It is not clear who is responsable for making the largest version ... it may have existed well before Ranieri used it. He's never mentioned it as being 'his invention', and he even shows the Neapolitan shape in his method as a possibility.
    I think the main feature of this plectrum is that even the smallest ones are considerably longer (and thus historically closer to the quill).
    The rest is a matter of taste and feeling of the player.

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    Quote Originally Posted by
    "This is Ranieri's technique, combined with the advantage of a Roman plectrum, but many other techniques are possible. Quite the opposite of this is the technique of Maria Scivittaro and her pupil André Saint-Clivier. They both hold their (tiny) plectrum very firmly, only using the flexibility of the wrist and none of the fingers .... those who have heard their recordings will know that the sound they produce is completely different ... yet they are superb virtuosos and I appreciate them a lot."
    Ah, but one must also not forget the famous, Ignorant-but-Curious school of mandolin-playing, of which I am a devoted adherent!

    My mandolin-background is folk music, of (naturally) Mediterranean flavor. My first attempts to educate myself —or eduMAcate, as Popeye the Sailor would put it — led me at first to the tight-grip, close-fist, small-pick approach; that my success was modest to negligible is no reflection on the approach in general.

    A motto that has stuck with me is from Calace's preface to his Method, to wit "la vera flessibilità dev'essere nel polso", "the true flexibility ought to be in the WRIST". Not to misquote out of context, however: Calace was arguing for a rigid pick, combined with a loose wrist. I know of no mention in Calace of the flexibility of the fingers in the pick-grip.

    To my vague, and sadly ignorant understanding of the matter, the Ranieri pick and the technique that goes with it incorporates the "internal" flexibility of the pick-grip in the overall technical approach.

    As soon as my vintage, beetle-eaten pick is restored (if possible, that is), I will continue my experimentation, aiming to "graduate" to the equally famous, Somewhat-Less-Ignorant school of mandolin-playing.
    It is not man that lives but his work. (Ioannis Kapodistrias)

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    Quote Originally Posted by
    A motto that has stuck with me is from Calace's preface to his Method, to wit "la vera flessibilità dev'essere nel polso", "the true flexibility ought to be in the WRIST". Not to misquote out of context, however: Calace was arguing for a rigid pick, combined with a loose wrist. I know of no mention in Calace of the flexibility of the fingers in the pick-grip.

    To my vague, and sadly ignorant understanding of the matter, the Ranieri pick and the technique that goes with it incorporates the "internal" flexibility of the pick-grip in the overall technical approach.
    That is right, this is one of the important differences between the Calace school and the Ranieri school, but many players apply the Ranieri (Roman) technique (flexible grip)using a Neapolitan plectrum, which is perfectly possible.(I don't change my technique at all when using any kind of plectrum) #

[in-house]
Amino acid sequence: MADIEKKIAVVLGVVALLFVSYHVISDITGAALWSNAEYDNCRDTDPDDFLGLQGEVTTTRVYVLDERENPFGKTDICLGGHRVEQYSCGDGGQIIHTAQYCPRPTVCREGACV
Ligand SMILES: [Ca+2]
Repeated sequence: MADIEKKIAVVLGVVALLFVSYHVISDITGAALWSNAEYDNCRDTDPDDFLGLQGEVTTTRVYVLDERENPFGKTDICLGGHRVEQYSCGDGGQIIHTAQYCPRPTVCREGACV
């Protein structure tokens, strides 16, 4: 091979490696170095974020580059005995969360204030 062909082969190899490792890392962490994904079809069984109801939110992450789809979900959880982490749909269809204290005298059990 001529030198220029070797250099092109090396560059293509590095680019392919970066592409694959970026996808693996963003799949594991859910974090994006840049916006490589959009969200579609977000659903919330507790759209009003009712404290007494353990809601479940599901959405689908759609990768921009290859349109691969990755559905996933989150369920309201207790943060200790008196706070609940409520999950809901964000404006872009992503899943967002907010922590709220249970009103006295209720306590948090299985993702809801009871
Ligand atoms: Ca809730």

Applying the Calace (Neapolitan) technique when using a Roman plectrum is something else: the size of the plectrum doesn't allow playing with a tight grip.



    Quote Originally Posted by
    As soon as my vintage, beetle-eaten pick is restored (if possible, that is), I will continue my experimentation, aiming to "graduate" to the equally famous, Somewhat-Less-Ignorant school of mandolin-playing. #
    If it can be a consolation ... we all are adherents of the "More-Ignorant-Than-We-Think" school, but that's not so bad, it keeps us discovering new things every day #
    Who would want "the perfect technique" and not having to learn anything anymore ...

  17. #17

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    Quote Originally Posted by
    "...many players apply the Ranieri (Roman) technique (flexible grip)using a Neapolitan plectrum, which is perfectly possible."
    Indeed, Ralf, you have accidentally (or telepathically # ) traced the chronological development of my playing, which goes somewhat like this:

    1. The Hunter/Gatherer Era: play as possible, catch-as-catch-can, as long as the pick hits the strings, somehow, ANYhow. Crude, noisy, imprecise effect...

    2. The Caveman Era: look at some method books, try to hold the pick "correctly", as per Pettine, Branzoli, et al. Precious little dexterity... #

    3. The (slightly) improved homo plectans era, with flexibility of the grip leading to some, modest gains in primitive dexterity.

    As you write, said flexibility/dexterity, however modest, has been done with Pettine-style, pointy, Neapolitan picks; considering my age, lack of practice time, and natural recalcitrance, I will probably remain entrenched in my current, low skill-level.

    Of course, there IS that Ranieri pick that Fate mysteriously planted in that vintage mandolin-case I got from England, years ago... #



    It is not man that lives but his work. (Ioannis Kapodistrias)

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    This is a very interesting thread. Is there a commercially made version of the Ranieri style pick?